He knew the licensing trade well and always kept our products in perfect condition, particularly the Ushers Pale Ale on draught. I put that quality, in part, down to the fact that his pub was within easy reach of my house, which always gave me a good excuse to call in on my way home from the depot in Taunton.

As I came in through the front entrance I met Pat, John’s wife, a well-educated petite woman with short jet-black hair. She was clearing away dishes from the lunchtime session. She smiled and waved me through to the cellar.

John’s trying to fix one of the coolers in the cellar she said with a knowing nod and a warm, mischievous smile.

Thanks Pat. All right to go straight through? I pointed in the direction of the cellar and hesitated momentarily, waiting for a response. Pat was trying to wipe off a knob of butter from one of the heavy oak tables with her index finger. She smeared what she could on to a pile of dirty plates piled high with serviette, coffee pots and knives and forks, leaving the finger-stained glasses behind. Her face fell as she returned to the job in hand, lost in her own Cinderella dreams of happier days. Pat suddenly noticed my hesitation, raised her weary puckered brow and said: Go straight through, he’ll be pleased to see you.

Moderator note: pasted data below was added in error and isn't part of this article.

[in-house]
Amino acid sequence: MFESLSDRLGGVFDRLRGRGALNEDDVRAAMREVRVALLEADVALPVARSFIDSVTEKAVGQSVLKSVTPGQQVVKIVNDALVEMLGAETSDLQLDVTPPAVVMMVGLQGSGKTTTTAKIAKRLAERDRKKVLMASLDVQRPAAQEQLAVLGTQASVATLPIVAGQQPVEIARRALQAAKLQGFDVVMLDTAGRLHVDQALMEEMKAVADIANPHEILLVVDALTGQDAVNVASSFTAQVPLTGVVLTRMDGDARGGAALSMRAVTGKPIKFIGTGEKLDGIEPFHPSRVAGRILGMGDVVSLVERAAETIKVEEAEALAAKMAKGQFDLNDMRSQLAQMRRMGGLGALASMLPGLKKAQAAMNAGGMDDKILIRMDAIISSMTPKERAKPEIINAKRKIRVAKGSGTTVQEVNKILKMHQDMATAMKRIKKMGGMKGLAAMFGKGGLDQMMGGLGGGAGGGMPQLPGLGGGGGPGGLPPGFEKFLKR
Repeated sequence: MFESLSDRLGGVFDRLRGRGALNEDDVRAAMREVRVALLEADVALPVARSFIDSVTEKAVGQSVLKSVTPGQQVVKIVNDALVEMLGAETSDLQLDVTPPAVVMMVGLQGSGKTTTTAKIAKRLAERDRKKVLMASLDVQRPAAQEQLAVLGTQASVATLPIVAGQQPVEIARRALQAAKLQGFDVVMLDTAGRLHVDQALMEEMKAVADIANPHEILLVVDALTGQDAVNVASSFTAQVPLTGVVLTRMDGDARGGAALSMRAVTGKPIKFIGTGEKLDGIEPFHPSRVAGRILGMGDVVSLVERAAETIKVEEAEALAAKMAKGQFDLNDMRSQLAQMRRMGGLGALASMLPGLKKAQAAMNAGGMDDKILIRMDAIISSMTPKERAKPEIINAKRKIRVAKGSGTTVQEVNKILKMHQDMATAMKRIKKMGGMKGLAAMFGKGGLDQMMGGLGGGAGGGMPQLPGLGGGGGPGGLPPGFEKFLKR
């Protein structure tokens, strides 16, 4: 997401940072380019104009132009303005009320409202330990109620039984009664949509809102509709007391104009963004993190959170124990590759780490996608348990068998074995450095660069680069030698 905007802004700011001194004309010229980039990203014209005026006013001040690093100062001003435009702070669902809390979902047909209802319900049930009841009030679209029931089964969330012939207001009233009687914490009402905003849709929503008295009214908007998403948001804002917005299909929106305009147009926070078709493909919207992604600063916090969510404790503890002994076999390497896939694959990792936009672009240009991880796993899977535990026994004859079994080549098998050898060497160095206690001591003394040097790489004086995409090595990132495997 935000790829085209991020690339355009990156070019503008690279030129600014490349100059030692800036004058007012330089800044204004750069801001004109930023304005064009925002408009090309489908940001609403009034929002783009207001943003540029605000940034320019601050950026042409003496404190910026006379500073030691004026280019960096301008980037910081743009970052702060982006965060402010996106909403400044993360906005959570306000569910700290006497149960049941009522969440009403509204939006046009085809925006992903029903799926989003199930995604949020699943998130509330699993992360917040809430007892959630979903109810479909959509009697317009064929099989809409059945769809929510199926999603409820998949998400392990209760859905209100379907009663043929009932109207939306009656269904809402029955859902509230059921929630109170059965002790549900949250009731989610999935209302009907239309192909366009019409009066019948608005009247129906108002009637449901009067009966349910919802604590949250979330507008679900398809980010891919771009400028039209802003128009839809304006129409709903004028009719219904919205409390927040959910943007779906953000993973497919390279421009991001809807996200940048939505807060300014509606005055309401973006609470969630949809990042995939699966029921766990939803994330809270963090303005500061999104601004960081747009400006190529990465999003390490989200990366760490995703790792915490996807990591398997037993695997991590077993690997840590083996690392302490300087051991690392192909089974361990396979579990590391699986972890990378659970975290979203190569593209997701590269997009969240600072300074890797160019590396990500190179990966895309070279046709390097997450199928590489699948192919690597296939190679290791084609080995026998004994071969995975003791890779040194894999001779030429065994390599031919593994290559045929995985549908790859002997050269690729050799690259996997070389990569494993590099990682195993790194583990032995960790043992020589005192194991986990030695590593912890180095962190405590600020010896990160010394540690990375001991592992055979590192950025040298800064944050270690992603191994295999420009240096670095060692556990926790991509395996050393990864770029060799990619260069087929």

I opened the heavily-insulated door and peered into the cellar. As soon as John saw me he stretched his back to its full height, grinned and reached out for my hand, abandoning the job at hand. What about a drink, Con? he asked.

I gave him a disappointed smile and said Not today, John. I’m on a mission.